• HPLC reveals novel sources for artemisinin
    HPLC indicates new ways to produce artemisinin


HPLC reveals novel sources for artemisinin

Nov 05 2010

Artemisinin sources among the plant population of northern Pakistan have been discovered using high performance liquid chromatography (HPLC).

Research published in Malaria Journal reports the efforts of a team comprising scientists from Quaid-i-Azam University in Islamabad, Massey University in New Zealand and Pakistan's COMSATS Institute of Information Technology.

They applied HPLC to the analysis of artemisinin concentration in stems, roots, leaves and flowers of 15 different species of Artemisia plants.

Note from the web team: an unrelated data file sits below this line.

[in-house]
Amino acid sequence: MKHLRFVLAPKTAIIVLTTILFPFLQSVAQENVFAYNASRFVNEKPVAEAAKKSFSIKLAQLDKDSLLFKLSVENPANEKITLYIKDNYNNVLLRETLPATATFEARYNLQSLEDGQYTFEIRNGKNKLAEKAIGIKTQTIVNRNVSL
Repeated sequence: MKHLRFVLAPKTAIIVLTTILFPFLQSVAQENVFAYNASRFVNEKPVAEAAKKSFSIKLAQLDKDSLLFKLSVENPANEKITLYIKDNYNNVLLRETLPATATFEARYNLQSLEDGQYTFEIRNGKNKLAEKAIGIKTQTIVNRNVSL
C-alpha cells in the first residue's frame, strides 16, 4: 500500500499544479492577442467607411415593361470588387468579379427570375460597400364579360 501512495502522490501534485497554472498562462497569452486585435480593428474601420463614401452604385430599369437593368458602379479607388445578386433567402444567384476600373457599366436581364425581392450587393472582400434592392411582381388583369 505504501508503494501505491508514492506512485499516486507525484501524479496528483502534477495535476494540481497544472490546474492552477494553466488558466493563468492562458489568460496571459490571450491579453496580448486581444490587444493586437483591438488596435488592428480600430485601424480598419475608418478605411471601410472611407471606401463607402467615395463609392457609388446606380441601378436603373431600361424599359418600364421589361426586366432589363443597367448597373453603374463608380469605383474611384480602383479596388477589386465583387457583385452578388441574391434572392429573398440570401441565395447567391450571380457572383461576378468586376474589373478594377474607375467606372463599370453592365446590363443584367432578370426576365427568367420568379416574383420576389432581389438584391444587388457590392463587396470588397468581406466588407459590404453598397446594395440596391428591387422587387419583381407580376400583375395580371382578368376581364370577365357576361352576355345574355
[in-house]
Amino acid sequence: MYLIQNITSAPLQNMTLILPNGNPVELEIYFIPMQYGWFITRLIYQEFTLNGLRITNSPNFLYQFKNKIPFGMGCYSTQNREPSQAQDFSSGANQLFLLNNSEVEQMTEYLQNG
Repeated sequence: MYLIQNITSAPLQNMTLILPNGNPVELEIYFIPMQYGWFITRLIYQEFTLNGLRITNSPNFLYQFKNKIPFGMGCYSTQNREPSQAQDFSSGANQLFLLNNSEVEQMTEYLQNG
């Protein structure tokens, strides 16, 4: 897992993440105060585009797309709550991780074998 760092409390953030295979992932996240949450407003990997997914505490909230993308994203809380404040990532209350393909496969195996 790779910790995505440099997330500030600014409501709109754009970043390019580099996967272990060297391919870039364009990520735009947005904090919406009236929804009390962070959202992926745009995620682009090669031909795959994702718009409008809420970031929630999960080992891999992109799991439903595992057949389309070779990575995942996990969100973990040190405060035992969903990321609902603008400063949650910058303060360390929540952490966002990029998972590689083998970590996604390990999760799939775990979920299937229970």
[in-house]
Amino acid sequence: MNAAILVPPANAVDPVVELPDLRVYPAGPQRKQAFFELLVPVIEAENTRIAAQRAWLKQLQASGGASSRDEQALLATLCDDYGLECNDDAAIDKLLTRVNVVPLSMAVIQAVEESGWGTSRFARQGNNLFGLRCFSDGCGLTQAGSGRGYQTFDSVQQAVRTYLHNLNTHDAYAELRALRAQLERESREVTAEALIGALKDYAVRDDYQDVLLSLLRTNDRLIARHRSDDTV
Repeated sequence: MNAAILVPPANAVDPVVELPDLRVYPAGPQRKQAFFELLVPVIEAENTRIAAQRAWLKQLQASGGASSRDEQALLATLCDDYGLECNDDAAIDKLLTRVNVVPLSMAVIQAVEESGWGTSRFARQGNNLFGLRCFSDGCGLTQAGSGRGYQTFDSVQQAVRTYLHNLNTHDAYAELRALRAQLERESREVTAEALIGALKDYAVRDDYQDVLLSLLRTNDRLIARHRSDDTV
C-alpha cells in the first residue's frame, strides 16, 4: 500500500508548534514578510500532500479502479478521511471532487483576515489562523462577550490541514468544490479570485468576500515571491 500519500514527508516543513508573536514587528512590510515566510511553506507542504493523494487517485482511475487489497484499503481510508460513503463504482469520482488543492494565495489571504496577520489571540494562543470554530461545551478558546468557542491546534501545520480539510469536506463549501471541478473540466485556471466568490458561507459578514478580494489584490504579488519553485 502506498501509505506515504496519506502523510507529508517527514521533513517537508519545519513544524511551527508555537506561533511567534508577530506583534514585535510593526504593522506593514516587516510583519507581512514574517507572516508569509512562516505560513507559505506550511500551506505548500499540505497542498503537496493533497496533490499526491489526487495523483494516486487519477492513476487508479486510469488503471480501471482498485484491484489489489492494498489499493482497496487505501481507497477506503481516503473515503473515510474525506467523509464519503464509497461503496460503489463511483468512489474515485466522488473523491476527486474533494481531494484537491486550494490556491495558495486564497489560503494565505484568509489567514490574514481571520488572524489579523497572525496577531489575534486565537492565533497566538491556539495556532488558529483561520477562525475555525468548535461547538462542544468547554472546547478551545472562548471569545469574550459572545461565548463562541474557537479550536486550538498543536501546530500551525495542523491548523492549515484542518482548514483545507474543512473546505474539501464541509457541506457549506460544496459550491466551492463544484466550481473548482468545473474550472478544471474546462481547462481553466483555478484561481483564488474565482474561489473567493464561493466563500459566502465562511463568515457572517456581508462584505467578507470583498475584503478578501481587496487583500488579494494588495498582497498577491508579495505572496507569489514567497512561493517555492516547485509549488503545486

In their abstract, they explain: "There is a great concern that the artemisinin production at current rate will not meet the increasing demand by the pharmaceutical industry, so looking for additional sources is imperative."

Derived from Artemisia annua, an annual herb, artemisinin is the "current drug of choice" in combating a number of diseases, including malaria.

In all, 12 novel plant sources for artemisinin were discovered by the scientists in what they claim is the first quantitative analysis of concentrations in a large group of species of Artemisia.

The periodical is dedicated to the dissemination of manuscripts covering all of the issues connected to malarial disease.

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